aftergrowth n [OED3 a1677→; 1766→ in this specific sense] scattered chiefly Nth, N Midl ?old-fash

= aftermath n.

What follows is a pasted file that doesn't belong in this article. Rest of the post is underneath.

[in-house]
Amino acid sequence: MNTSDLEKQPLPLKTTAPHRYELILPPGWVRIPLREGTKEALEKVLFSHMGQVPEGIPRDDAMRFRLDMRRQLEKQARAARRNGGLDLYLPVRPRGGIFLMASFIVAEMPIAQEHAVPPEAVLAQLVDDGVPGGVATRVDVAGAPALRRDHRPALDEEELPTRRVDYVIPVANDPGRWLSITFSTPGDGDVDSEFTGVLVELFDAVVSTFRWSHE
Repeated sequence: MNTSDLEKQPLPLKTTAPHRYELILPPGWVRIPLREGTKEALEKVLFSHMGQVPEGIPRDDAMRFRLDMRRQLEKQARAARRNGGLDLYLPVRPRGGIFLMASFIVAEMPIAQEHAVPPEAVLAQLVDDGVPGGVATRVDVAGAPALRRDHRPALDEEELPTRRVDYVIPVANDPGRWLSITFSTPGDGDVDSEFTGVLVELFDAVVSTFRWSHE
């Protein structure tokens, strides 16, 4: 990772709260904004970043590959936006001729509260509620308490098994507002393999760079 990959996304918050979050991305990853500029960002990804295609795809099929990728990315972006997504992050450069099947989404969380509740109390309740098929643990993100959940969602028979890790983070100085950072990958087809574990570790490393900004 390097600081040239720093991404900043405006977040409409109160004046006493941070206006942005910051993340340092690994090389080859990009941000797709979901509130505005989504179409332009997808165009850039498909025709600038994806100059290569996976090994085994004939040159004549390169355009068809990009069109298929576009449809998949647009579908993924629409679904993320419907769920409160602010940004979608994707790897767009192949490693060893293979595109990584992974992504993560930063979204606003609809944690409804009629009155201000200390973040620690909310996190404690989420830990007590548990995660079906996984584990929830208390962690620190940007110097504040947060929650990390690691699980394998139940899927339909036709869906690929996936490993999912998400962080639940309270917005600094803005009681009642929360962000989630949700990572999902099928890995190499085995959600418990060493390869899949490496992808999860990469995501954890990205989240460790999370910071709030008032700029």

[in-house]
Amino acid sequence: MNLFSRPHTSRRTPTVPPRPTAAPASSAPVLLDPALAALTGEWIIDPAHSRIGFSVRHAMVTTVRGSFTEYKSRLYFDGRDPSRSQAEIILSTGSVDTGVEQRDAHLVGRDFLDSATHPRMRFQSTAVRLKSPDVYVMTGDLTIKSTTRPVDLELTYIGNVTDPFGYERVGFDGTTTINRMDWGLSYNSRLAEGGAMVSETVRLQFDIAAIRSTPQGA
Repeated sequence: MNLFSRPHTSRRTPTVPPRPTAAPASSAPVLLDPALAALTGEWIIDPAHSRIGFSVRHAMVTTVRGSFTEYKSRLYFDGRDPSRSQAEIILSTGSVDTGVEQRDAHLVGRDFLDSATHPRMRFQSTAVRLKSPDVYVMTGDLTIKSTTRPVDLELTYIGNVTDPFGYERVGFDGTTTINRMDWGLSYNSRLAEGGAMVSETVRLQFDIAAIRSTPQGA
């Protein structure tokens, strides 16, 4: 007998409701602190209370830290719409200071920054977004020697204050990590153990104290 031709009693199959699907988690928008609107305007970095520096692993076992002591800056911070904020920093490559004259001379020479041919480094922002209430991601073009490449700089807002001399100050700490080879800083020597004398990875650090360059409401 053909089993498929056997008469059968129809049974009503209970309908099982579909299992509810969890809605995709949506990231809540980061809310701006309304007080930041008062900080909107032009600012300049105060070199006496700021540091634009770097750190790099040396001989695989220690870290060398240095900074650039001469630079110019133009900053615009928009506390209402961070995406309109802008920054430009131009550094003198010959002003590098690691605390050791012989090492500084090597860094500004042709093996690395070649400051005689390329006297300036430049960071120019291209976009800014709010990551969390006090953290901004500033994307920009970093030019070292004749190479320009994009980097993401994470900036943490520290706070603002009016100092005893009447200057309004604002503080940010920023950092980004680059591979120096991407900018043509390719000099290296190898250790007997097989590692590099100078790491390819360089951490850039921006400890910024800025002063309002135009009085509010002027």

1789 Christian’s Scholar’s & Farmer’s Mag. 1.254 NEast, It is found that taking only one crop in a year, and feeding the after-growth, is better than to mow it twice. 1844 Cultivator 1.173 NY, Another great advantage in cutting grass before the seed forms, is that the roots are not so much exhausted, and the after growth is much more vigorous. 1869 New Engl. Farmer 3.354, Cut the clover when it is dry, and as close to the ground as possible. This should be done . . because the after-growth is neither so vigorous nor so weighty, as when the first cutting is taken as low as possible. 1900 OH Farmer 98.101, If turned upon the fresh aftergrowth of meadows they [=lambs] will grow more rapidly than if left with their mothers. 1929 Mason City Globe–Gaz. (IA) 23 Jan 13/2, The best practice seems to be to cut only two crops [of alfalfa] and leave the aftergrowth for winter protection. [1939 LANE Map 125 (Second crop) New Brunswick, Canada, 1 inf, Aftergrowth.] 1949 Kurath Word Geog. Fig 112 (Second crop) 2 infs, nePA, cwNY, Aftergrowth. 1964 Joplin Globe (MO) 17 May sec C 8/8, It is usually best to use any aftergrowth [of lespedeza] following hay cutting for pasture. 1967–70 DARE (Qu. L10, After hay has been cut, then it grows back and you cut it again) Infs NE2, NJ69, Aftergrowth; (Qu. L24, A crop or part of a crop that springs up and grows by itself) Inf NJ69, Aftergrowth? 1973 Allen LAUM 1.273 NE, Aftergrowth, a relic in northern Pennsylvania, is the term of two Nebraskans . . , one whose paternal grandfather came from Pennsylvania and another with German ancestry.